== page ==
The Pirate Song


From George Harrison. Happy Talk Like a Pirate Day!

Friday, September 18, 2009

Friday Fun Links

What if Raiders of the Lost Ark had been filmed in 1951? Charlton Heston would be the perfect casting choice.

Dan Brown's 20 worst sentences. The author of The Da Vinci Code and The Lost Symbol can entertain completely out of context with his purple prose.

Look what 375 Days of Exercise an do! It can be done, if you can ever get past that horrible third day.

In this clip from National Geographic’s Wild Chronicles, two filmmakers study Johnny Rooks in the Falkland Islands. meanwhile, the birds sometimes called Flying Devils are having fun with the filmmakers!

Ants on a school trip! When chaperoning, always remember to count heads and take the roll.

The 15 Most Shameless Fake Photos Ever Passed Off as Real. They don’t even look real, but hindsight is 20/20.

Use this awesome and creepy Japanese generator to animate a still portrait. Or mug shot. Upload, wait, and click your mouse on it for the full effect. (via Fark)

Which goes faster, your sofa or your garden shed? I think the dumpster can overtake them all!

The Muppet Show’s Ten Weirdest Moments. These are exactly the moments that made it such a delightfully funny show. (via Look At This)

Can a preschooler stare at a marshmallow and not eat it if it meant getting TWO marshmallows just for waiting? This cute video is a recreation of a well-known experiment by psychologist Walter Mischel.

Woody Takes A Shower


(via Arbroath)

Thursday, September 17, 2009

10 Strange and Wonderful Umbrellas


Umbrellas are utilitarian objects that most of us have -unless we don’t. A wise woman (or man, maybe) once said you need three umbrellas: one to forget at home, one to leave on the train, one to leave at the restaurant. If you are the kind of person who can keep up with an umbrella, you should treat yourself to a distinctive and memorable accessory, like the ten featured in this list I posted at mental_floss.

Good Reads and Information

Photographer Howard Schatz took pictures of boxers before and after fights. It hurts just to look! (via J-Walk Blog)

One of my favorite scientists, Carl Zimmer has an extensive article in Time Magazine that looks at recent research on how your dog thinks. They are apparently smarter than they want us to know. (via Metafilter)

5 Facts About Woodstock The Hippies Don't Want You to Know. It’s not so much that these facts are secret, but 40 years later you might not know them. (via Fark)

How did our handwriting get so bad? Is there any need to learn proper handwriting in the modern world?

Seven New Rules for the First-Time Home Buyer. The best advice is to listen to those who aren’t going to profit from your decision. (via Lifehacker)

How the values of Wal-Mart are shaping the US economy. That’s not necessarily a good thing.

The 6 Strangest Coming of Age Rituals in the World. If we don’t go through any of these, can we stay young forever?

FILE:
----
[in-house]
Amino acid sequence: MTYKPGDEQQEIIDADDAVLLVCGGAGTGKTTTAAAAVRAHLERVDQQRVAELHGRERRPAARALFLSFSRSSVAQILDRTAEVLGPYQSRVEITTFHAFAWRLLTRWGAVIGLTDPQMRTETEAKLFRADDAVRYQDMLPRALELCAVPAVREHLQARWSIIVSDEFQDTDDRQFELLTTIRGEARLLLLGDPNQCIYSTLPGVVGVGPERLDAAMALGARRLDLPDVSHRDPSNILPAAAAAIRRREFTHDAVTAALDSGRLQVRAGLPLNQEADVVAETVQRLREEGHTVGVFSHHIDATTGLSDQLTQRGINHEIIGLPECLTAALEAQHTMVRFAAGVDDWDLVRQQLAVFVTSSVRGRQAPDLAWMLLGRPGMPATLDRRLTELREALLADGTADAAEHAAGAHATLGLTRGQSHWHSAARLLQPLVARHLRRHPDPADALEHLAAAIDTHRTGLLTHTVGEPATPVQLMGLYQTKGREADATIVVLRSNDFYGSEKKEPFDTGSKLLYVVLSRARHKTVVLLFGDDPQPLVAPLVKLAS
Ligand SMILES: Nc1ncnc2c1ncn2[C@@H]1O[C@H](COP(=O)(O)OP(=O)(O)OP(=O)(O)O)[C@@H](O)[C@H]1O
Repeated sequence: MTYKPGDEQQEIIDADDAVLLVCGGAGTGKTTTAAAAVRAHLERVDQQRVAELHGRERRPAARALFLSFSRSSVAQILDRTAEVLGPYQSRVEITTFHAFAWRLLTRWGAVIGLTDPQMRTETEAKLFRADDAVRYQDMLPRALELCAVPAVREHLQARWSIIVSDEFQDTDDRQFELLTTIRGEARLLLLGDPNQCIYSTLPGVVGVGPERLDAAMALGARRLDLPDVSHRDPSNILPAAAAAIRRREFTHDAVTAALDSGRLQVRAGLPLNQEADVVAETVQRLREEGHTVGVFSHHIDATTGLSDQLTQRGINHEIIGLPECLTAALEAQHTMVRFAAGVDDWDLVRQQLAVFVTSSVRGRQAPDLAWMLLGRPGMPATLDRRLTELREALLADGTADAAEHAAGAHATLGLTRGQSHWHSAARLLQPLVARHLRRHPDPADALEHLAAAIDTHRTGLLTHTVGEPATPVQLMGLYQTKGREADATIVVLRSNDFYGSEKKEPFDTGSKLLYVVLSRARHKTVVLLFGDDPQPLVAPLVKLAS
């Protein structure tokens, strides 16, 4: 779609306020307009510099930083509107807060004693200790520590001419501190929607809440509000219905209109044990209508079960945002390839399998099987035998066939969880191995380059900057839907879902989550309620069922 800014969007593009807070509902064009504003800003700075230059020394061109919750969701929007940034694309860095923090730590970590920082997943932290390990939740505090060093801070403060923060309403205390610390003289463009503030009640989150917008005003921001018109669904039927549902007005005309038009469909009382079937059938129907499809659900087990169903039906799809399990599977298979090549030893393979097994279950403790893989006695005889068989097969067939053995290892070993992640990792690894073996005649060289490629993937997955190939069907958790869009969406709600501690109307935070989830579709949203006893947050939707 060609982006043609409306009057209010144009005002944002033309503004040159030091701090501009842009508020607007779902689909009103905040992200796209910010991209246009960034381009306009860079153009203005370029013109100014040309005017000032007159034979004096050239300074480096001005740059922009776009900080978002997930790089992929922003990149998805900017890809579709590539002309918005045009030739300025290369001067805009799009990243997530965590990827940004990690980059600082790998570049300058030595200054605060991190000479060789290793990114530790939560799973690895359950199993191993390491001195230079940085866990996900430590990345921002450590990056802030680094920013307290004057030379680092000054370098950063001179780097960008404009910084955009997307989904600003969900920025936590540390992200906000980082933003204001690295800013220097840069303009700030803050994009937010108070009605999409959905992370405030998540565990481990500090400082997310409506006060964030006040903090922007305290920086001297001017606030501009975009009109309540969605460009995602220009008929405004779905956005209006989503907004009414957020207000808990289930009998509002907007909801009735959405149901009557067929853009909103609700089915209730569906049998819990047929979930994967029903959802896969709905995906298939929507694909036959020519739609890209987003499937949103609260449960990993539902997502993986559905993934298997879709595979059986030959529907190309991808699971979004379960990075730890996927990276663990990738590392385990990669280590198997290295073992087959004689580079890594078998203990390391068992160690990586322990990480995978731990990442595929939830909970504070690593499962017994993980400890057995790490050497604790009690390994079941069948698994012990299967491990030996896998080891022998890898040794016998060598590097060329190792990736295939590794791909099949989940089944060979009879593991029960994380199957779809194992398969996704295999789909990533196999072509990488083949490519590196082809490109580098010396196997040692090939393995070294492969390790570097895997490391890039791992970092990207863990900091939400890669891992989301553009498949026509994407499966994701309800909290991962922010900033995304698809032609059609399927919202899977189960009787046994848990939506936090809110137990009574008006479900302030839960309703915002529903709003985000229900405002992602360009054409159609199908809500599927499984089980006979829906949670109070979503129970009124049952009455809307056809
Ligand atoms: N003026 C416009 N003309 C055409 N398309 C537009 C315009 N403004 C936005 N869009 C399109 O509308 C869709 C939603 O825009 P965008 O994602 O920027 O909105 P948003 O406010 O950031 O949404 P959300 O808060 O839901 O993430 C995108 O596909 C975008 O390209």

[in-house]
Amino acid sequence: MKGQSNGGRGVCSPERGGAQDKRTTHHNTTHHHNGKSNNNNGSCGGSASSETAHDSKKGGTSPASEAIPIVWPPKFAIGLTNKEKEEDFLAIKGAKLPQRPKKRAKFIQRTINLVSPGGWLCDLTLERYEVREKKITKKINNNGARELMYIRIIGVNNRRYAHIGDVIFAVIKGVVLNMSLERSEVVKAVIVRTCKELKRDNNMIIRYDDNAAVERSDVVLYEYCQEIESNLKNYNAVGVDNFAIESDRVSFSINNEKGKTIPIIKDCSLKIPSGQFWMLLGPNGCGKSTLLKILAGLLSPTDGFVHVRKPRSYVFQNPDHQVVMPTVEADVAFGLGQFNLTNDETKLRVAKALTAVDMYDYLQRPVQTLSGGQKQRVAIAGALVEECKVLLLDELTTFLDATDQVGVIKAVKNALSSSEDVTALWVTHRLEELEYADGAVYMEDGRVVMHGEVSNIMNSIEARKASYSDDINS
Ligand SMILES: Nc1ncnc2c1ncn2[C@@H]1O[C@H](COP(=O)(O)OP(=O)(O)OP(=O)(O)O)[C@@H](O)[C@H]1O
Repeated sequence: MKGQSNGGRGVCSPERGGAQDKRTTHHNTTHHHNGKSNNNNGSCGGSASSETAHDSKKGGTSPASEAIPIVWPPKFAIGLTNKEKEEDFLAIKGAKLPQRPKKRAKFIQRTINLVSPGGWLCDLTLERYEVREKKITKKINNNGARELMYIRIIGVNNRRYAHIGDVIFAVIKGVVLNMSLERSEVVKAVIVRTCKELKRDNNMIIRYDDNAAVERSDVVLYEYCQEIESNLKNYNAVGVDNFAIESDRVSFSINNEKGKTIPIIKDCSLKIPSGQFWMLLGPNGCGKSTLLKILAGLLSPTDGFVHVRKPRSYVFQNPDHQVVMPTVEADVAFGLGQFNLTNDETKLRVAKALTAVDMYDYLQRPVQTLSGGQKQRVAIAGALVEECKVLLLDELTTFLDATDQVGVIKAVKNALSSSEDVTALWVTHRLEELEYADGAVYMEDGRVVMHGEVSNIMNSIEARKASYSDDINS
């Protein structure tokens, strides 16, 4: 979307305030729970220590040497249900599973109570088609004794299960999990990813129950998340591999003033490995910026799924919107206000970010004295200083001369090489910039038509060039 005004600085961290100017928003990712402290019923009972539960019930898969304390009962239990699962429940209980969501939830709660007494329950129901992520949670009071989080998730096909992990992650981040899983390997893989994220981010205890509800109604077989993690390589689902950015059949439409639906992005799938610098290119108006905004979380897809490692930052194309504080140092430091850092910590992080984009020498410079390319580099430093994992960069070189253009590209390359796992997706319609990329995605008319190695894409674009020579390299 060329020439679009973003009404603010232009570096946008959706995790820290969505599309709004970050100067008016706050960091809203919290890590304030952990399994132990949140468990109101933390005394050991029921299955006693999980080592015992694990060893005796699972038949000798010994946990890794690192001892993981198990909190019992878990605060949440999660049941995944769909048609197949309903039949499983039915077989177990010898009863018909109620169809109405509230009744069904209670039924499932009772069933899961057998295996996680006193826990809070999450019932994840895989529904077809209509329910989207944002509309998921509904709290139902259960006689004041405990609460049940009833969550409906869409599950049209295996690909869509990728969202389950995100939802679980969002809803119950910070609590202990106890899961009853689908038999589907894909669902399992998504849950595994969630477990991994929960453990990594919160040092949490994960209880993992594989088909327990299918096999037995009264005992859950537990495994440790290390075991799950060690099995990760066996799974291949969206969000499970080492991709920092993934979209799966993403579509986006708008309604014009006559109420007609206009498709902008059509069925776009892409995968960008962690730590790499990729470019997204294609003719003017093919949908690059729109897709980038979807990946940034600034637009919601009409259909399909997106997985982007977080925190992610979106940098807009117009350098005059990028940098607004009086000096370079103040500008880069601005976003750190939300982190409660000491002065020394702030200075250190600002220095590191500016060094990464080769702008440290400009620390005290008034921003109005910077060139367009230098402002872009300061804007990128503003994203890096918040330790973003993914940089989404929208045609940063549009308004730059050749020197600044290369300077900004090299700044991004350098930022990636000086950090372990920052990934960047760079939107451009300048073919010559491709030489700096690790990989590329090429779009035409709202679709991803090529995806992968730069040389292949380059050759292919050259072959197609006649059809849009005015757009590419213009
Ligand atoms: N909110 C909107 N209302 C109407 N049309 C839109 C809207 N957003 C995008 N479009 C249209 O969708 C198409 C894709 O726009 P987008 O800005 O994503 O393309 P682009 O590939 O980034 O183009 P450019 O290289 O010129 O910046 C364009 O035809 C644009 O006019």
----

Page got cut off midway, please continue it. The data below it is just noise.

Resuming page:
World Record or Genetic Cheat? Sean Konrad caught a world record 48-pound genetically-modified rainbow trout that escaped from a fish farm years ago.

As the new Dan Brown book The Lost Symbol is released, National Geographic takes a look at eight myths about the Freemasons and their symbols. Only the secrecy surrounding the Masons makes them seem eerily powerful.

Ducklings in the Pool


How do you get a family of duckling out of the pool? All they need are the right tools! (via Arbroath)

Wednesday, September 16, 2009

Fun and Funny Links

Why parents should not be allowed on Facebook. Someone should explain to this woman that social networking is like gossiping on a party line, only a million times more public.

“Bacon is good for me!” This little boy has his priorities, and he’s not going to compromise on what’s important.

22 Awesome Ways to Reboot Classic TV. This time, Lassie an acronym for Lethal Anti-Terrorist Super Secret Intelligence Entity.

The 20 most Bizarre Craigslist Ads of All Time. I just wish we knew whether the deals worked out for these people.

This puppy is as agile as a turtle, but it’s okay because he’s adorable. Help! I’ve fallen and I can’t get up!

Animal faces you can buy and wear. So well done, but oh so creepy!

A sloth goes on a date. I never understood how this campaign was supposed to sell Alfa Romeo cars, but it’s fun to watch.

6 Classical Scandals Straight from the Tabloids. Mom always told you to never trust a professional musician; that reputation goes way back.

Pachelbel Bedtime


Canon for kids.

Tuesday, September 15, 2009

Sergeant Alvin York


Sergeant York has been called “the greatest soldier in history” for his exploits during World War I. But Alvin York never set out to become a soldier, and he never wanted to fight a war or kill anyone. In fact, what he considered his greatest accomplishments came after all the glory of his war exploits. Others tend to disagree. He was a true hero. Read why in this article I wrote for mental_floss.

Information Links

The 19-year-old Hubble Telescope was refurbished earlier this year. The new, improved photographs have been released, and are eye=popping good! (via Neatorama)

The curious case of the game show neuroscientists, or how NOT to research an online community. Sometimes it’s not so easy to pull on over on large groups of internet users. (via Metafilter)

The art of car sales, from the salesman’s point of view. The more you are prepared for their sales tactics, the more you can avoid spending. (via Lifehacker)’

Sonification: A Little Data Music. Any kind of data with a pattern can be transformed into music, and there are several ways to do it.